Via Newshound, in the Sunday Times Liam Clarke adds his thoughts on the “pulpit thumping” intervention of the OFMDFM, the possibly misplaced ministerial confidence, and the ongoing cost of Executive crowd-pleasing as the NI water crisis continues. From the Sunday Times article
Murphy and his colleagues are making the most of the inherited nature of their difficulties. Yet, knowing the risks, the DUP/Sinn Féin-led administration did little to improve the situation.
There was some limited investment in the water system in order to avoid a European Union fine, but overall the emphasis was on economies. NIW has absorbed 300 redundancies in the past year, and was ordered to cut planned investment by about £100m by the regulator.
NIW handed back £21m to Stormont at year end.
Elsewhere in the UK, investment in the water infrastructure was achieved by selling off the water companies and charging rates. Instead of privatising NIW, a government-owned company that cannot borrow money against its assets or float shares like its English equivalents, Murphy wants to nationalise it.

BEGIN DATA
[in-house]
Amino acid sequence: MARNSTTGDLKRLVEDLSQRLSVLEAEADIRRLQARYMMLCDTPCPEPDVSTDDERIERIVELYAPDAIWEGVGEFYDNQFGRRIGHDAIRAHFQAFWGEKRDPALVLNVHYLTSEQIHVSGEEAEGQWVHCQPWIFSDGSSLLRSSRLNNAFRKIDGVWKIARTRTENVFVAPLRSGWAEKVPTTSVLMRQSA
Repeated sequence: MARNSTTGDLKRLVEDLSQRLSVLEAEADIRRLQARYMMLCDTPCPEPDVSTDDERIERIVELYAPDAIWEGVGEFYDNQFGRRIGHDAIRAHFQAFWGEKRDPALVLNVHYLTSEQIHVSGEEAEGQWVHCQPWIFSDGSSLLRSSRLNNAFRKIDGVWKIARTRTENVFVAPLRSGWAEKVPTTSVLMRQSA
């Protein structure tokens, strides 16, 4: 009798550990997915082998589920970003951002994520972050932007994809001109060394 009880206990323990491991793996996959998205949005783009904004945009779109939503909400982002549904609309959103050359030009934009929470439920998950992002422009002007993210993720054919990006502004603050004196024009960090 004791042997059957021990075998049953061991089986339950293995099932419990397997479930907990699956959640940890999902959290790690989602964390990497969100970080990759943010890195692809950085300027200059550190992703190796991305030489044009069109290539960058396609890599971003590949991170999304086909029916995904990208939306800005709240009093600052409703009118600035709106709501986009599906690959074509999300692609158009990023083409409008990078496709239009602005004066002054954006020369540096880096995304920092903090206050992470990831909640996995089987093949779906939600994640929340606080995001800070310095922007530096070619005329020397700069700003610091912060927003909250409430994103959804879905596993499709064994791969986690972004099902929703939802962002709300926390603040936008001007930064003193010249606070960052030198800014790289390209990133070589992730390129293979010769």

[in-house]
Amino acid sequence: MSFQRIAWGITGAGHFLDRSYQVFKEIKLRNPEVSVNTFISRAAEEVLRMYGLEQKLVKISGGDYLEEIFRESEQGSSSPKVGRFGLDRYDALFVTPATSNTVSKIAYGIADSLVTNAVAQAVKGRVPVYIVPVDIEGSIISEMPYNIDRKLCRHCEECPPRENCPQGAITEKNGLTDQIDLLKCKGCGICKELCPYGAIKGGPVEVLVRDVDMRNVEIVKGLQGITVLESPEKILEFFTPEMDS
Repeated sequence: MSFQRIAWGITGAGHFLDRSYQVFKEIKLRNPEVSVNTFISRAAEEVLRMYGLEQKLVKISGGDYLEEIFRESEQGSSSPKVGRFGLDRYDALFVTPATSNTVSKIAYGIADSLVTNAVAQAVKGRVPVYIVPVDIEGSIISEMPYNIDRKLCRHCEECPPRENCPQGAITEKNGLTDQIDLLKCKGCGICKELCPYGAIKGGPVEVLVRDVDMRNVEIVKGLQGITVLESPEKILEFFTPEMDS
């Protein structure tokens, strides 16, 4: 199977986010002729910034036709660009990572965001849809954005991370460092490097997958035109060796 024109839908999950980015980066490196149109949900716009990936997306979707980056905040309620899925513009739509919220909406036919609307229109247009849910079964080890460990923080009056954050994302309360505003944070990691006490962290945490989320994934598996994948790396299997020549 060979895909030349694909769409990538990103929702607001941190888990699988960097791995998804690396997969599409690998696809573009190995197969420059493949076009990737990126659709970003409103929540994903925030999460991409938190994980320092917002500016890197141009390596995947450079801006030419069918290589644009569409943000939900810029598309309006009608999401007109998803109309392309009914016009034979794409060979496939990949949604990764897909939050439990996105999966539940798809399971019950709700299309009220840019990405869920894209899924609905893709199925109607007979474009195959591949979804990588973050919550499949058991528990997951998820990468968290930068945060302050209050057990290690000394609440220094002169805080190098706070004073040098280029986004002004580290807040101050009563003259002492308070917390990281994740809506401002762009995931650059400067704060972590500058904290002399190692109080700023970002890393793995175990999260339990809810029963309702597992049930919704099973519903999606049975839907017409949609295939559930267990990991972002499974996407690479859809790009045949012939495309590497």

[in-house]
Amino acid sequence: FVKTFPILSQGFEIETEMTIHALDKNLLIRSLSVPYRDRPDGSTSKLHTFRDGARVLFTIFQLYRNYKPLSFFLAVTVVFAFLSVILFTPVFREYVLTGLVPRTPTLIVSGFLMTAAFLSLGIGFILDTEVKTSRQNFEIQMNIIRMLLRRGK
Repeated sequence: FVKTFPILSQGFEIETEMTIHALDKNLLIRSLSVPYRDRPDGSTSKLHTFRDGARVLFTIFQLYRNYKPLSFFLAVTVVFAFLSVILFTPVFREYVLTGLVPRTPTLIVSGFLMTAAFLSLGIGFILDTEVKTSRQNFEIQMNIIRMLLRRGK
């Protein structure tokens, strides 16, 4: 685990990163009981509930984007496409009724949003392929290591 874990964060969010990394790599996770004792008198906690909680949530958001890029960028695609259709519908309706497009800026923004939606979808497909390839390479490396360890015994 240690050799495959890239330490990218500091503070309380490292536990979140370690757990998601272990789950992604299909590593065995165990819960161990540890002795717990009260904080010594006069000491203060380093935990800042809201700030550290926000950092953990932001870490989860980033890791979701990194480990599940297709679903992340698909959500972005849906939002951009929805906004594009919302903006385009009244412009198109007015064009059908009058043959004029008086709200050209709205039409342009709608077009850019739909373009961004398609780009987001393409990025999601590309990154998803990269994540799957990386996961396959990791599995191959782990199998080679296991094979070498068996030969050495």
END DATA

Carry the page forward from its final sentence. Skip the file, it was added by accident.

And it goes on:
The Northern Ireland executive is committed not to introduce water rates until at least 2014, a crowd pleaser introduced in its first budget. It has now become a shibboleth and is touted as evidence that devolution works. As a result, NIW has to be subsidised from other assembly budgets to the tune of £500m a year. From next year, capital charges of an additional £400m a year can be deducted from the Northern Ireland block grant by the Treasury unless the government agrees to forgo the sum, which seems unlikely.
This is a subject that nobody likes to mention, but it has been brought into sharp focus by the failure of the water system so close to next May’s assembly election. The proximity of that election is also why Sinn Féin and the DUP have reacted with a mix of denial and pulpit thumping.
Read the whole thing.